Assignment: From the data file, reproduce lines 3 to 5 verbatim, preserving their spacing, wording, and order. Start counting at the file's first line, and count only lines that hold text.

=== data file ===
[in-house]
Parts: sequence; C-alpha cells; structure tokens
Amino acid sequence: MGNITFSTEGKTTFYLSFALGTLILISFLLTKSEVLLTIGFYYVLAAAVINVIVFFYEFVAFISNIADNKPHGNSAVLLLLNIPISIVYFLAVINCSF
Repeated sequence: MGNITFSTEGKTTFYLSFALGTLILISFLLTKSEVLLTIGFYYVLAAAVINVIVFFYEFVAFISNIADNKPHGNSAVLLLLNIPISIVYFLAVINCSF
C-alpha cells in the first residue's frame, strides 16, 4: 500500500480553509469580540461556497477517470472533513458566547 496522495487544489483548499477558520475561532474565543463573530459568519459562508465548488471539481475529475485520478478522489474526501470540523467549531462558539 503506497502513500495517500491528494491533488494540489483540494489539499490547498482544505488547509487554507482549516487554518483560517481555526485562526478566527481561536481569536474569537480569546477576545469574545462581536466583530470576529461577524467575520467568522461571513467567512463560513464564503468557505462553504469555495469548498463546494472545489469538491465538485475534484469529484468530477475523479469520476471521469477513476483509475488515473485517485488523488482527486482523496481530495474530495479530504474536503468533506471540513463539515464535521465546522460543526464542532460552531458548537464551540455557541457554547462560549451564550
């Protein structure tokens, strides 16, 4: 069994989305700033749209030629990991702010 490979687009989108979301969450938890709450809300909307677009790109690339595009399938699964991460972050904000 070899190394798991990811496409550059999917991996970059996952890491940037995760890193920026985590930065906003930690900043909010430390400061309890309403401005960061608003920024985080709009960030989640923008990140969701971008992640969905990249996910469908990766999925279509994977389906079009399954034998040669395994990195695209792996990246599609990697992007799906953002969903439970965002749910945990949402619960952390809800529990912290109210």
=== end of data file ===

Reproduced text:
Amino acid sequence: MGNITFSTEGKTTFYLSFALGTLILISFLLTKSEVLLTIGFYYVLAAAVINVIVFFYEFVAFISNIADNKPHGNSAVLLLLNIPISIVYFLAVINCSF
Repeated sequence: MGNITFSTEGKTTFYLSFALGTLILISFLLTKSEVLLTIGFYYVLAAAVINVIVFFYEFVAFISNIADNKPHGNSAVLLLLNIPISIVYFLAVINCSF
C-alpha cells in the first residue's frame, strides 16, 4: 500500500480553509469580540461556497477517470472533513458566547 496522495487544489483548499477558520475561532474565543463573530459568519459562508465548488471539481475529475485520478478522489474526501470540523467549531462558539 503506497502513500495517500491528494491533488494540489483540494489539499490547498482544505488547509487554507482549516487554518483560517481555526485562526478566527481561536481569536474569537480569546477576545469574545462581536466583530470576529461577524467575520467568522461571513467567512463560513464564503468557505462553504469555495469548498463546494472545489469538491465538485475534484469529484468530477475523479469520476471521469477513476483509475488515473485517485488523488482527486482523496481530495474530495479530504474536503468533506471540513463539515464535521465546522460543526464542532460552531458548537464551540455557541457554547462560549451564550